In 1971, three hijackers took over TWA Flight 106 and diverted the plane to Cuba. One of the passengers on the flight was Jerry McNerney, who is now a congressman from who represents California’s 9th District which includes most of Eastern Contra Costa County in the U.S. House of Representatives. National Public Radio’s Robert Siegel spoke to McNerney about his push to extradite Charles Hill, the last of the three surviving hijackers from Cuba.
SIEGEL: And first, take us back to that day in November 1971. What do you remember of the hijacking?
MCNERNEY: Well, the first thing was that there had been a high-profile murder of a state trooper just west of Albuquerque maybe three weeks before the hijacking. And it was very big news. These folks were very desperate to leave the country. And I didn’t expect, of course, them to hijack the plane I was on. It was an evening flight – or red-eye flight really from Albuquerque to Chicago. And in those days, we didn’t have the jet walks. You had to walk on the tarmac and walk up the stairs to the airplane.
SIEGEL: The other fact about those days was there were a lot of airplane hijackings in those days, particularly in 1971.
MCNERNEY: There had been. And that was of course on people’s minds. And in fact, my parents dropped me off at the airport. And my mom waved good-bye and said now, don’t get hijacked, Jerry. So we walked up the stairs, and I turned around and there was someone with a gun not right behind me but a few people behind me. And then before long, it became obvious that these were the individuals that were responsible for the killing and that they were making an effort to leave the country.
SIEGEL: You mean they actually hijacked the plane while it was still on the ground? This wasn’t in midair?
MCNERNEY: That’s correct, yeah. They just had stolen a truck and burst through the fence, drove up to the base of the airplane and just walked up the stairs. They finally got everyone in their seats. The captain got on the plane and said please everyone be calm, you know, and nobody will get hurt. People stood up and said well, what are you going to do? And so we got airborne and they said well, the hijackers would like to go someplace in Africa, but we’ve warned them that the plane wasn’t an intercontinental plane. And then about an hour later they said well, we’re going to be going to Cuba. And then another hour later, they said well, we’re going to drop off in Tampa, Fla., and let everyone off except the crew, which is what happened. We landed peacefully and were allowed to get off the plane. And they took off and went to Cuba.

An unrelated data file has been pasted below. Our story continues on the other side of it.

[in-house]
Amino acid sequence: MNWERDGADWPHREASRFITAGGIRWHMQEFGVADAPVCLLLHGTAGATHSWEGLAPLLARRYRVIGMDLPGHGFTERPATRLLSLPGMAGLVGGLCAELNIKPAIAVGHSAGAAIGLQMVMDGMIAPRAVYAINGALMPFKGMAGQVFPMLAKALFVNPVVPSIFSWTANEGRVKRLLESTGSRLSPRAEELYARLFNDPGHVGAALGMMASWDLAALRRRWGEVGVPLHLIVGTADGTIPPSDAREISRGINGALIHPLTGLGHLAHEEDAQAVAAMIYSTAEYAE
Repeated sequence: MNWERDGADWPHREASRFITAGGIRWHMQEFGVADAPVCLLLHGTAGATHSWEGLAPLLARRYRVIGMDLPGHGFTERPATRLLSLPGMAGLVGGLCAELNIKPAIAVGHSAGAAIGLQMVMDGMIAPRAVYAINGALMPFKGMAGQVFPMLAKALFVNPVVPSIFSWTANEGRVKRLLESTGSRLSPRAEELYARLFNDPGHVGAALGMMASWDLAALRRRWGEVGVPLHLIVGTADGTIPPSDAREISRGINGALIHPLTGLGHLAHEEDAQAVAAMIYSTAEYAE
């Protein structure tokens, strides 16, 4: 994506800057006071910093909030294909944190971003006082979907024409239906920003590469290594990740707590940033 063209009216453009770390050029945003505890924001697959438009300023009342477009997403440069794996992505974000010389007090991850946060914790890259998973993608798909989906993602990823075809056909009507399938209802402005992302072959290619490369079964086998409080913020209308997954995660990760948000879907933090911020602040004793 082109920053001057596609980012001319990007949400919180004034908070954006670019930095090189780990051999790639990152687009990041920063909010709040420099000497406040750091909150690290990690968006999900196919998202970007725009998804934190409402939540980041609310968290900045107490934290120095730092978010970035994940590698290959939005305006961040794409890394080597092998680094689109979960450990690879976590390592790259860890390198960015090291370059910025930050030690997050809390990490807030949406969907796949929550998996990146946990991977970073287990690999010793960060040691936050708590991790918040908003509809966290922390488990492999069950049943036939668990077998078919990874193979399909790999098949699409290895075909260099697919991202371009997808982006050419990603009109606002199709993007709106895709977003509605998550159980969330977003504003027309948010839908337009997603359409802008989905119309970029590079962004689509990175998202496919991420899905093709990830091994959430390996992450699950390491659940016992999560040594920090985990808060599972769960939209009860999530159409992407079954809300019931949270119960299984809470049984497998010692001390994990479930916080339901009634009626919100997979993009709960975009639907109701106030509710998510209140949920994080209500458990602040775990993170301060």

SIEGEL: Plane goes off to Cuba, the crew then flies back. Last summer, you wrote to Secretary of State John Kerry asking that Charles Hill’s extradition be part of diplomatic efforts with Cuba. It’s been almost 45 years. It’s still important to you?
MCNERNEY: Well, yeah. I mean, these individuals killed a law enforcement officer. They hijacked a plane and put 150 people’s lives at risk, including my own. I think the one that’s remaining alive should return home and face justice. This is about as serious a set of crimes as you can possibly commit.
According to a Daily Mail article, dated August 13, 2015, Hill, who is now 65-years-old, is one of 70 Americans currently living in Cuba as political asylum-seekers who lawmakers are petitioning Sec. Kerry to have extradited back to the U.S. to face justice. The improving relationship between the two countries leaves their protection up in the air.
The article also states:
Hill was part of a group called the ‘Republic of New Afrika’ which wanted to break off from the United States and found an independent Black nation.
In 1971, while traveling cross-country with two other members of the group, they were pulled over by 28-year-old New Mexico State Trooper Robert Rosenbloom, who later was found shot to death.
The three men were accused of Rosenbloom’s murder, and Hill to this day professes his innocence.
He does, however, admit to hijacking a TWA flight with the other men and flying it to Havana where Fidel Castro granted them political asylum.
For the past 44 years, Hill has built a life for himself in Cuba, living in a home provided by the government.
Cuban government spokesmen so far have said that they will not be extraditing anyone back to the U.S.
Congressman McNerney represent California’s 9th Congressional District that includes portions of Contra Costa, San Joaquin and Sacramento Counties.
To hear McNerney’s full interview and read the transcript click here.
To read the complete Daily Mail article, click here.
To read and watch an interview with Charles Hill done in 2013 by CNN, click here.
Publisher Allen Payton contributed to this report.